Defending champions Team Russia enters tonight’s gold medal game undefeated, relatively untested, and very unavailable to the media. There are no press conferences announcing lineup changes or team strategy and no player interviews which might allow some insight into how they may be approaching the game. And that’s the way the Russians like it.
But if the Russian practice this afternoon is any indication, they expect a physical game from Canada. Physical--with plenty of penalties. In addition to play along the boards, the Russians spent a good part of their practice time working on their power play. If given the opportunity, their combination of puck control, crisp hard passing, and cycling could give Canadian penalty killers problems.
In goal, Russia has confidence in Andrei Medvedev, one of eight returning players from last year’s championship team. Medvedev boasts a paltry 1.75 goals against average with a save percentage of 91.67%. Team defense has looked solid, although have not faced a tough, physical forechecking club like Canada. (They destroyed an under-achieving American squad early in the tournament).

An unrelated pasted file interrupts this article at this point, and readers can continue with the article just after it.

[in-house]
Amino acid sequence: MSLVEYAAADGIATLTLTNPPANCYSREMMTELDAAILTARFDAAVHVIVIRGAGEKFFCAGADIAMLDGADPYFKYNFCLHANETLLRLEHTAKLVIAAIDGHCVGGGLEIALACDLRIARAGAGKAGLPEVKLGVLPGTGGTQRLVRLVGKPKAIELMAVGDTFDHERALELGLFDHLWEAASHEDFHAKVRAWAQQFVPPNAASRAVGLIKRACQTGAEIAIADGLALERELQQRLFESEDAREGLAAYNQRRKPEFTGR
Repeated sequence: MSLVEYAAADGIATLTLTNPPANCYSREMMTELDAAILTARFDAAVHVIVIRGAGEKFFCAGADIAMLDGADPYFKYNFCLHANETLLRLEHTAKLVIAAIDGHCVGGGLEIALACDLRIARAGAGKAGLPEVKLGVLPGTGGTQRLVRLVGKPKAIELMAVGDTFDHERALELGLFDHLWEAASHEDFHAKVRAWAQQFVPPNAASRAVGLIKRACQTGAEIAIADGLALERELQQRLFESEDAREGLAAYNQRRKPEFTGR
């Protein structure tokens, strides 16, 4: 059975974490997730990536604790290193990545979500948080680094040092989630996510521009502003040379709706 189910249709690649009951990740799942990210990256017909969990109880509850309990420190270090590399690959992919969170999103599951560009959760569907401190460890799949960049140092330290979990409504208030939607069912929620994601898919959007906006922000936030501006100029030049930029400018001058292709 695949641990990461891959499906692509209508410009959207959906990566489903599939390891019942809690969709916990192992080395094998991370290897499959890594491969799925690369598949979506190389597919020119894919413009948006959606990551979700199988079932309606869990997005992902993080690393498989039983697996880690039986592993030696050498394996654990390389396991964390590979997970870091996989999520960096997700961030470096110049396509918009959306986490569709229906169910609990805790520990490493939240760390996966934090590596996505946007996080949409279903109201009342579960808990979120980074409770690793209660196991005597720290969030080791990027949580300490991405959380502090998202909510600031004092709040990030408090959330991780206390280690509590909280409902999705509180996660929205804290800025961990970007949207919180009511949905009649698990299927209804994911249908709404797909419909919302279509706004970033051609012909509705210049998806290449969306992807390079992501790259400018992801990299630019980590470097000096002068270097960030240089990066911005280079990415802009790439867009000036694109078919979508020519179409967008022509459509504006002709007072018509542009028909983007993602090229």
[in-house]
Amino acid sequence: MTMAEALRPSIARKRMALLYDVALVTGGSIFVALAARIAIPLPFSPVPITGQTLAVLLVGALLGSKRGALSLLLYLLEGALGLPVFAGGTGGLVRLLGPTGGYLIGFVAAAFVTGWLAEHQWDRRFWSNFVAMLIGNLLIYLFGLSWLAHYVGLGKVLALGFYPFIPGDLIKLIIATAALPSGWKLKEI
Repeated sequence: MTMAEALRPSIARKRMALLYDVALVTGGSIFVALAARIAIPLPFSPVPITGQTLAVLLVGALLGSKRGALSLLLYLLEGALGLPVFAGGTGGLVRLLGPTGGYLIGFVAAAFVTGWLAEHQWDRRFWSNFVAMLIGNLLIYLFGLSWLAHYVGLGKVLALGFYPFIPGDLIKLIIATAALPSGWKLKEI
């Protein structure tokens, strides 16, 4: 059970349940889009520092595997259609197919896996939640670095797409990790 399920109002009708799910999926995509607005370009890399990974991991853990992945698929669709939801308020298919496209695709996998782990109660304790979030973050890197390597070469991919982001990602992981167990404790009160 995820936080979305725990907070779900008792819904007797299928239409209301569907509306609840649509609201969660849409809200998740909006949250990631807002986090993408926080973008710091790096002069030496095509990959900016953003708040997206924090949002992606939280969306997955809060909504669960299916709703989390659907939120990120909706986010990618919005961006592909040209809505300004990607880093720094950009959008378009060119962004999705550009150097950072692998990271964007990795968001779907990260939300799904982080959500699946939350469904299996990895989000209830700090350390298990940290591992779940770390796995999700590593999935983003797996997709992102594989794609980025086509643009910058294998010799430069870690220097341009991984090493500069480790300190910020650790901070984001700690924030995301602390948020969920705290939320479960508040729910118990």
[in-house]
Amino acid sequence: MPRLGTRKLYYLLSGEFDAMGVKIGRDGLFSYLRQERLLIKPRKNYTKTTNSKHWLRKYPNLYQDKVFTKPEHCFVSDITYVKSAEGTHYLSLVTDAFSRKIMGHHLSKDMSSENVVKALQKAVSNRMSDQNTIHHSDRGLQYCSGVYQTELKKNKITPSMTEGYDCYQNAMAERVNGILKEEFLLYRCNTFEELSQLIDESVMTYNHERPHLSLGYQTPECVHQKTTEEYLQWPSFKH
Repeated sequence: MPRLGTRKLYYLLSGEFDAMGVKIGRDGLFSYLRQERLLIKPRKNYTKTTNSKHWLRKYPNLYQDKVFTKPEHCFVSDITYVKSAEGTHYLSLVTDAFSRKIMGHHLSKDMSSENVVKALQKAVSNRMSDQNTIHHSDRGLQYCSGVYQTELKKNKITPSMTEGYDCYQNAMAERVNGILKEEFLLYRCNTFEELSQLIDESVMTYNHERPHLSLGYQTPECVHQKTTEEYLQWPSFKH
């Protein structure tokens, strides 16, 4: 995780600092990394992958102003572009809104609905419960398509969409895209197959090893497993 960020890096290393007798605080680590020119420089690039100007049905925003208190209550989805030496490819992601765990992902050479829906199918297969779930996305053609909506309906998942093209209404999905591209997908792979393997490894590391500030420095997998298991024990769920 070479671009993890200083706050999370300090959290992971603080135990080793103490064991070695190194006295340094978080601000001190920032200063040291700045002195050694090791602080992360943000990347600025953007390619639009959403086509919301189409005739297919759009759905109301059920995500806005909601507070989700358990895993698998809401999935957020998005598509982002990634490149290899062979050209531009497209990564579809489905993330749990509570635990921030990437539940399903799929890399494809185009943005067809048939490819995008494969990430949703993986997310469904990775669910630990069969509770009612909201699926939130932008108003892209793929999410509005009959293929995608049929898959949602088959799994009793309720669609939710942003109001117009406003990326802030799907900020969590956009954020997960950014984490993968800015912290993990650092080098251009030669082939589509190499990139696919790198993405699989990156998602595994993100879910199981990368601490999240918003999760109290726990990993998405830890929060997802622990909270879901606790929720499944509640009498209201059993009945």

The Russians have no worries on offense with the likes of 17-year-old sensation Alexander Ovechkin (6 goals, 1 assist), Igor Grigorenko (5-3), and setup man Yuri Trubachev (2-7). The Russians play a high-level skill game that relies on anticipation, timing, and speed. All three could be affected by an effective physical game by the Canadians, but that would also raise the risk of bringing on the Russian power play. That is just what head coach Rafail Ishmatov is hoping.
The Russians have been watching the Canadians closely and know what they have to offer. And, who knows, maybe the information they pick up from a Canadaian press conference or player interview could be the difference in this game.
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